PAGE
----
According to FMCSA’s projections, based on the number of practitioners currently enrolled (at 27,000), the number of new people signing up per week, the approximate number of enrollees actually passing per week, and a relatively low exam failure rate of approximately 8.4%, we should meet the goal of 40,000 CMEs in the 14 weeks left before May 21.   Some of the problems encountered by some of the NRCME enrollees as described above are not enough testing sites, and limited hours available for taking the test at some facilities making it difficult to take time off from work.  Furthermore, since this is a new examination many of the proctors at these sites may have trouble with the testing software and may not be able to successfully execute the protocols necessary to allow entry into the secured testing portal to allow an enrollee to start the examination.  They often have to consult their manual or seek assistance from whatever IT specialist is assigned to the testing facility.  When I took my exam in Manhattan a little more than a year ago, there were many faux pas and I was sure I would be sent home without taking my test.  The proctors tried for about half an hour and were not able to log me in.  They told me that they had to turn away one other doctor couple days ago because they had the same problem .  I guess what saved me was my own persistence (I did not want to take more time off from work again).  As it turned out the stumbling block was that they were having difficulty entering certain information regarding my demographics in certain fields.   I was happy that they allowed me to make some suggestions (At this point I don’t recall what the exact issue is any more), and once we made those changes Voila! I was cued in by the software and was allowed to start my examination.   Needless to say that was the most stressful part of the examination for me, and it was great to finally sit down take the test and not have to worry about coming back another day.  At the end they were congratulating me.  I think not so much because I passed but probably because I was the first individual that they were successfully able to administer the test to.  The End.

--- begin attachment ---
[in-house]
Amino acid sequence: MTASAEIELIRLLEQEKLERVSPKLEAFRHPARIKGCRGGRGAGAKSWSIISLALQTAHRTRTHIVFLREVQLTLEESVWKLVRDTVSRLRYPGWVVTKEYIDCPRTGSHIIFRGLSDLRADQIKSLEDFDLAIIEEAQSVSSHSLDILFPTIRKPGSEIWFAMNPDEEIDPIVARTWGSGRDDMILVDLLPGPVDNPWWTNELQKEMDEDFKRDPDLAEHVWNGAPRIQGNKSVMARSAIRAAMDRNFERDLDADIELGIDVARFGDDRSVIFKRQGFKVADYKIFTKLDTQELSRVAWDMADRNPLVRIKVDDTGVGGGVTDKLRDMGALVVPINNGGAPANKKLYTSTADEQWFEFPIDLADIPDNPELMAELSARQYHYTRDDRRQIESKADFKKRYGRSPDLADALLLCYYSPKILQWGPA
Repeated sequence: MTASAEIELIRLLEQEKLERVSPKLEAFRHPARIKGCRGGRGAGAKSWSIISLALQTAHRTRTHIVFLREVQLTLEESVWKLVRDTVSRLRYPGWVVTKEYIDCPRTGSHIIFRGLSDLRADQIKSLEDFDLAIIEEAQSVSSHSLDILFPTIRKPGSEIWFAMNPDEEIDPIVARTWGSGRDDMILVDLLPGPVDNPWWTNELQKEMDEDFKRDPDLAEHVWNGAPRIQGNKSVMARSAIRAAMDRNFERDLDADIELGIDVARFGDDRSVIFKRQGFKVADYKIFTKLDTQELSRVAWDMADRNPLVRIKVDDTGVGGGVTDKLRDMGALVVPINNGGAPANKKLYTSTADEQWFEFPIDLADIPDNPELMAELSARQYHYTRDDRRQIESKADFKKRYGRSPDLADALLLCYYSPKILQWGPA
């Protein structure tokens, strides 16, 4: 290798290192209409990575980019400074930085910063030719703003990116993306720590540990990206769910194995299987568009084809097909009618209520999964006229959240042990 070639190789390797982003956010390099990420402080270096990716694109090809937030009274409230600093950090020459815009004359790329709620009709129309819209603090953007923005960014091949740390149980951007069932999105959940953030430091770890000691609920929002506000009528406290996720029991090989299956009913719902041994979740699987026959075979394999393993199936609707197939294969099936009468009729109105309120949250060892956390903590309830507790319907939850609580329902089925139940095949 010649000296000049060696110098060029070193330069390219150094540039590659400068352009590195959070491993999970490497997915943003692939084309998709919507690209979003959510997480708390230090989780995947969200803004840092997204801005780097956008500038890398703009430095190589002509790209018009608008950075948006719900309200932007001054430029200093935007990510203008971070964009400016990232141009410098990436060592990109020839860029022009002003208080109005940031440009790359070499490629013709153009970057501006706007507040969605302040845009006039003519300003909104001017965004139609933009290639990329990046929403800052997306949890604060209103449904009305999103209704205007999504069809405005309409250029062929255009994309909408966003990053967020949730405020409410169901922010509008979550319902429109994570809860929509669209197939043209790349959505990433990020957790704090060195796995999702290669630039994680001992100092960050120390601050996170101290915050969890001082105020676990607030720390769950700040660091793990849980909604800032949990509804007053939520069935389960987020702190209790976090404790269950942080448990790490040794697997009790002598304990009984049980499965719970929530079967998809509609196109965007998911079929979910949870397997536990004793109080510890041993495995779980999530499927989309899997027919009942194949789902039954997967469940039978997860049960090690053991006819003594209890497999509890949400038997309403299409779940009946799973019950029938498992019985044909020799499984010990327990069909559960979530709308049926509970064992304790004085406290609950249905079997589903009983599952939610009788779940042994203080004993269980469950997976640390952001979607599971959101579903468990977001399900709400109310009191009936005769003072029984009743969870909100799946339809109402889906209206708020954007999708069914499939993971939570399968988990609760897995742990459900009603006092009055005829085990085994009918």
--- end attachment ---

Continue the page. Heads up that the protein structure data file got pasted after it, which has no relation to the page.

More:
So it’s 6,358 Certified Medical Examiners and counting and growing!  Even if we don’t reach the 40,000 CMEs by May 21, 2014, we probably will be fine with the total that we will have at that point.  It would mean more work for some but that’s ok.  I don’t think there will be much complaints in that regard and I don’t foresee a postponement of the official date of compliance.  Hopefully not everyone will decide to take the certification examination on the very last day before compliance on May 20, 2014.  We have been told that the capacity to handle such numbers all at once may not be there with the current testing facilities in place.  So, if you haven’t taken your exam yet, get going.  It may be more difficult to take it down the road.

Oh, yeah.  Happy Valentines everybody!